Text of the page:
telescope

Telescope

Telescope – an instrument that aids in the observation of remote objects by collecting electromagnetic radiation (such as visible light). The first known practical telescopes were invented in the Netherlands at the beginning of the 17th century, using glass lenses. They found use in terrestrial applications and astronomy.

Las Cumbres Observatory Global Telescope Network (LCOGT) – network of 18 (and growing) robotic telescopes, placed all over the world. Parallel advances in digital technology allow our telescopes to communicate and operate as a single globe-spanning scientific instrument. This has given us the ability to investigate phenomena continuously. It is always dark somewhere, so the sun never rises on LCOGT. Continuous night means that we can take immediate observations in conjunction with actions triggered by satellites, or we can monitor a star for days on end to watch it pulsate and change.

Optical telescope – a telescope which is used to gather and focus light mainly from the visible part of the electromagnetic spectrum, for directly viewing a magnified image, making a photograph, or collecting data through electronic image sensors. There are three primary types of optical telescope: Refractors ( Dioptrics) which use lenses, Reflectors ( Catoptrics) which use mirrors, and Combined Lens-Mirror Systems ( Catadioptrics) which use lenses and mirrors in combination (for example the Maksutov telescope and the Schmidt camera). Optical telescopes are located to avoid light pollution.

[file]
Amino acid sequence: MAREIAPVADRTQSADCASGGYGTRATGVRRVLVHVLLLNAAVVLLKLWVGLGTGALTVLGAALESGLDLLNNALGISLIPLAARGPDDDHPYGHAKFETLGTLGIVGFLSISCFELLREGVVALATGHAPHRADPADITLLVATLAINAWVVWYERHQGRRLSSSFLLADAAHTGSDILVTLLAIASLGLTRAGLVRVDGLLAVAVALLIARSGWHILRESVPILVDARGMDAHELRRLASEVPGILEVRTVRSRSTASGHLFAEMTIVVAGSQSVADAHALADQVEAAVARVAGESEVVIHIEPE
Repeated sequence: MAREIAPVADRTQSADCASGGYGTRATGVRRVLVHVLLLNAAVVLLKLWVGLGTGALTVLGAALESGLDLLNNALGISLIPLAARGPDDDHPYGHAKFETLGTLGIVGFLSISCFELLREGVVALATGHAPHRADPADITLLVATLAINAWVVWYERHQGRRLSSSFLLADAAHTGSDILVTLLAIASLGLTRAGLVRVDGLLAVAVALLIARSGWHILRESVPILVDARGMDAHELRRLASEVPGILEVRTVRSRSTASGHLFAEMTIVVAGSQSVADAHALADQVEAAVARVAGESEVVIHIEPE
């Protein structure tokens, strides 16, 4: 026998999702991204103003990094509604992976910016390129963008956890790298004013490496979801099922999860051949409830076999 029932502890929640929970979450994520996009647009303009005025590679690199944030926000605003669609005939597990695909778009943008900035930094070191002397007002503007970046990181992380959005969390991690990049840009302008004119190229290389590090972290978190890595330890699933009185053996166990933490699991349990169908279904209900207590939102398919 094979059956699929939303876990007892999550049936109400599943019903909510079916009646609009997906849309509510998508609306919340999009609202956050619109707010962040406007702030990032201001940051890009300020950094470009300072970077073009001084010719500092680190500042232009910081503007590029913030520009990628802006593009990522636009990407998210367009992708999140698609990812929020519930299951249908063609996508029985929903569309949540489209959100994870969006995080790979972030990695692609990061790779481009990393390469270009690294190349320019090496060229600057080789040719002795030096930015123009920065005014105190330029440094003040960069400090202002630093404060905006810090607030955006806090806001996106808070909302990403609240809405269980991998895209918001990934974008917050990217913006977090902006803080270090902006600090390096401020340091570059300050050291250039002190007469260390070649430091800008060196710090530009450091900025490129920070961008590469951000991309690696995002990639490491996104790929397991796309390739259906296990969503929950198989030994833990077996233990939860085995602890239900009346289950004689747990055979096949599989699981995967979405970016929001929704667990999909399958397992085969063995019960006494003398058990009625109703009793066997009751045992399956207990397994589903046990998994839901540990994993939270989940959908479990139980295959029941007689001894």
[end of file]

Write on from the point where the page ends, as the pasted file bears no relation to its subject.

Radio telescope, KSC
  • Pictured: Radio telescope – 50-foot dish antenna, Kennedy Space Center (KSC)

Radio telescope is a form of directional radio antenna used in radio astronomy. The same types of antennas are also used in tracking and collecting data from satellites and space probes. In their astronomical role they differ from optical telescopes in that they operate in the radio frequency portion of the electromagnetic spectrum where they can detect and collect data on radio sources. Radio telescopes are typically large parabolic (“dish”) antennas used singly or in an array. Radio observatories are preferentially located far from major centers of population to avoid electromagnetic interference (EMI) from radio, TV, radar, and other EMI emitting devices.
Meet the people in Telescope Engineering

  • Andy Howell – Staff Scientist at Las Cumbres Observatory Global Telescope Network (LCOGT) and Adjunct Faculty in physics at the University of California, Santa Barbara. Andy leads a group studying supernovae and dark energy.

That’s engineering

  • parabolic reflector – concave (inwardly curved) reflective devices used to collect or distribute energy such as heat or light.

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